Now that I’m older and more aware of the cycles of life, I see how critical it is to stay open to care, love and support from family members and from unexpected people and places. I have a small fragmented family and no children, so I can’t expect that care will come from the traditional people. I’m open to receiving love from family and other sources of care and love. I’m also open to giving it where and when it is needed. That’s how I became involved in caring for my good friend’s aging mother last year. The experience has made me think more about aging, and more specifically, how I want to age, because I do believe we have a choice to make.
After a series of accidents and unexplained injuries requiring medical treatment, my friend’s 80-year-old mother needed round the clock support for several months in order to prevent further unexplained harm. Various factors undermined her independence: her inability to continue driving, extreme memory degradation and physical limitations, stemming from inflamed joints. Because of her impaired memory, no one could account for periods of time in which she went missing; objects disappeared from her home and purse. She created fantasies about her adventures and repeated her fantasy narratives constantly. Most of this was about medication, but trying to manage and assess the cause of the problem was challenging. For one, she didn’t want help—she was outright belligerent at times and did not want anyone around except for her daughter, who she asked for constantly. Two, she could not remember from moment to moment what was going on. Three, she was often irritable, gruff and occasionally angry, which was often connected to over-consumption of coffee, diet or personality. Notwithstanding, we joined the team of community members ready to pitch in.
To care for her, I resorted to tactics, not all successful and not all tactful. I spent time in the car, waiting for her to show up; we pretended to renovate our home so we could sleep in her house. Eventually, we fell into a routine. We ate lunch together and read magazines and newspapers together, gossiping about local news and the celebrities, and found in the midst of it all, that we shared a love of gardening and floral arrangement. We drank tea and watched the light change in the afternoons.
The things that were a hard for her were about her perception of giving up of her freedom; independence is indispensable, and she is a fighter. When she fought me, I knew she was fighting to be the resourceful, energetic and bossy lady she wants to be. The problem was, we were working, all of us, to keep her independent, safe and outgoing. But I was an interloper in her private domain, the earwig in her dahlias—I wasn’t wanted. I was a reminder that our society seldom lets us age with dignity.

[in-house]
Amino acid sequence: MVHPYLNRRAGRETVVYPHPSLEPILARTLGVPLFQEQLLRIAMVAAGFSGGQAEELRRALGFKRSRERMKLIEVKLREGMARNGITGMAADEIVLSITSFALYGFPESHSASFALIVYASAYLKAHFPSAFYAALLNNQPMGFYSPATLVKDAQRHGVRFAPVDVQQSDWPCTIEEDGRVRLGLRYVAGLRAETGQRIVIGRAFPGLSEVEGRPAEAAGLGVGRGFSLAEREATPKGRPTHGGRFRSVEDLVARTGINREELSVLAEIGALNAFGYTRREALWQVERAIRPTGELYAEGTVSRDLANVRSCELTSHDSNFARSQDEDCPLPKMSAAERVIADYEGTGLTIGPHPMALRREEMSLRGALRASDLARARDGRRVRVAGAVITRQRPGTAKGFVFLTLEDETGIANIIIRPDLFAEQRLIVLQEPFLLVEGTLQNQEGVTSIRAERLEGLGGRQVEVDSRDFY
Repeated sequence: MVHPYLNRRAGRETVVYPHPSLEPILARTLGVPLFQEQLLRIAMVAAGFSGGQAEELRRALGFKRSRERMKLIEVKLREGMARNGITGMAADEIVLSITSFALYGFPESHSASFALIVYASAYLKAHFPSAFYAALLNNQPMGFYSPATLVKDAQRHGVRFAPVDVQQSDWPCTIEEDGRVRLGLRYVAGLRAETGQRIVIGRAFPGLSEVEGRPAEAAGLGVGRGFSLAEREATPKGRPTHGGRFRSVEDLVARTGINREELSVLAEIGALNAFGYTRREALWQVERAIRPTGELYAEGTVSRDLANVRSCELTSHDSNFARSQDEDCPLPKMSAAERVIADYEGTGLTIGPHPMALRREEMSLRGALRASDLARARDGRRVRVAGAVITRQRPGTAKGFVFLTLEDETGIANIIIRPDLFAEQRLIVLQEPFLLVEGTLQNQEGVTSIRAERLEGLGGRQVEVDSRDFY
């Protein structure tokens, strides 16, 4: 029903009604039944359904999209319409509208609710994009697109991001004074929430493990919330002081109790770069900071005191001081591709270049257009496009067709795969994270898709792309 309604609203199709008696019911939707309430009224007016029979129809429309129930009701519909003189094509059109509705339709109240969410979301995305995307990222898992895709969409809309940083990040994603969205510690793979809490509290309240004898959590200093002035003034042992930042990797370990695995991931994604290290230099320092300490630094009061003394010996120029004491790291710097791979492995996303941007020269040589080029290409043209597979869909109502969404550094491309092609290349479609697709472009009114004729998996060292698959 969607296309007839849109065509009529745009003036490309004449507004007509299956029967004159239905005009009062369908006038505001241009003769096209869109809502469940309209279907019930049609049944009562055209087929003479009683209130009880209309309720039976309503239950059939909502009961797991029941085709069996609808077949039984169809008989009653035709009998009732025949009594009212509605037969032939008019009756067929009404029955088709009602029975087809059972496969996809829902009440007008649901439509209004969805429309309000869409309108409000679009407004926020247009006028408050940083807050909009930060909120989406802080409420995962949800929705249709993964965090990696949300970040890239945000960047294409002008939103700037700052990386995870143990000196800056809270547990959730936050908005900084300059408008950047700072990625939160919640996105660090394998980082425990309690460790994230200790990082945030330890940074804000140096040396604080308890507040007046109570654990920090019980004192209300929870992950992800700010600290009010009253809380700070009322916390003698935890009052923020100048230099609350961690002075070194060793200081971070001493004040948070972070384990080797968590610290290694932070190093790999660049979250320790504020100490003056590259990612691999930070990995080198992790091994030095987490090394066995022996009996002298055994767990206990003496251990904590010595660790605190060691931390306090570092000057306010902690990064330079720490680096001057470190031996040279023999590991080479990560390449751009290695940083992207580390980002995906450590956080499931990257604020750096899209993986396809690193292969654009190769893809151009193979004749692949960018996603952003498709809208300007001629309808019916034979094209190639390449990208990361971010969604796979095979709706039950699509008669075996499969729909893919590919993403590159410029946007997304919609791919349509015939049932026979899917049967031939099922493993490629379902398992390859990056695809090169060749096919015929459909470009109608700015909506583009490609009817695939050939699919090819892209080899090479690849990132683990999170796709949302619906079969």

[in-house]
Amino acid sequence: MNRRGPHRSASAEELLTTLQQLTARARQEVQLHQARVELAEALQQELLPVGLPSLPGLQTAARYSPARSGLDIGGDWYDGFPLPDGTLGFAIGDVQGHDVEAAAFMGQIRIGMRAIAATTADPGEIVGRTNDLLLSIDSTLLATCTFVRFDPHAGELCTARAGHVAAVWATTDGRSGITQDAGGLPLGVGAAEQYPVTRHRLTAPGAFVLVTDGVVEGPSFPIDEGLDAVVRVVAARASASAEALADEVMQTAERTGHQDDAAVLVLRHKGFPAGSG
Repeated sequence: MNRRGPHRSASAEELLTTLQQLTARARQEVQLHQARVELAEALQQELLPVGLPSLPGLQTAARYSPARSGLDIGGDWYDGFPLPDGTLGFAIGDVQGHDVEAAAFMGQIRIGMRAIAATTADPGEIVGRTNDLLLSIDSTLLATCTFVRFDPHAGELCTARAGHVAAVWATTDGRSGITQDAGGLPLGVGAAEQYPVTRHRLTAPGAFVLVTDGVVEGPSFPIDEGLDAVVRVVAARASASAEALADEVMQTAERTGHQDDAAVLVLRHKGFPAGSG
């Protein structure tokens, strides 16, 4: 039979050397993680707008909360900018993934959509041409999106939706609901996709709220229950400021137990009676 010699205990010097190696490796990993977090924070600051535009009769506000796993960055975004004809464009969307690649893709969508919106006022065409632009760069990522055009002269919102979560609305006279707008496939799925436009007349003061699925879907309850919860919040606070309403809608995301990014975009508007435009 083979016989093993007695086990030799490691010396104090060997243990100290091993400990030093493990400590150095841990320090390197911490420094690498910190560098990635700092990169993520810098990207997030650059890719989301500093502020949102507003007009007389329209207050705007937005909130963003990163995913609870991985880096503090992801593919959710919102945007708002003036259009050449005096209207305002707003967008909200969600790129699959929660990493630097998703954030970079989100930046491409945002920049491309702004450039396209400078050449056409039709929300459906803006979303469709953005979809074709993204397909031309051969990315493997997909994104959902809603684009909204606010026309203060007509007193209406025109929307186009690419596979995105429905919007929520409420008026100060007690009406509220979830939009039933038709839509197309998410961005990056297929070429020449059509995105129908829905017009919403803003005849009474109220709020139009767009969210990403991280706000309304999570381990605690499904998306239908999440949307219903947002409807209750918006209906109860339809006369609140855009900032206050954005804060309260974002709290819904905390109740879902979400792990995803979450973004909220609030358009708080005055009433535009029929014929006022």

She’s better now. Her medication doesn’t cause her problems; she’s adjusted to walking to places in the neighborhood rather than driving everywhere. This experience made me thinks about what it will take to remain in our home with the familiar things we love as we grow frail. It makes sense to fight for liberties, but we have to know when to entrust ourselves to others, when to open the door to friendship and kindness.
I sense the places where it will be difficult for me. I have to let go having things done my way, now. I have to give in to the yielding part of myself, to let others do things their way, even in my space. I never thought about my control issues as a potential hindrance to relationship, but I can see that if I allow my perspective to get entrenched, no one will ever be able to wash my dishes, cook my meals or launder my clothes as well as I can, and those are the exact openings for a friend to step in and lend a hand with the least intrusion.
Instead, I’m going to try to infuse my day with more mindfulness. I’m going to breathe when it’s not as I would have it and just say, “Thank you.” So what if it’s not my way? At least someone else is sharing my load.
I have to learn to “yes, please,” while there’s very little at stake, so when my time comes, I can say, “Yes,” with grace and dignity and let someone do for me what I’m willing to do for others.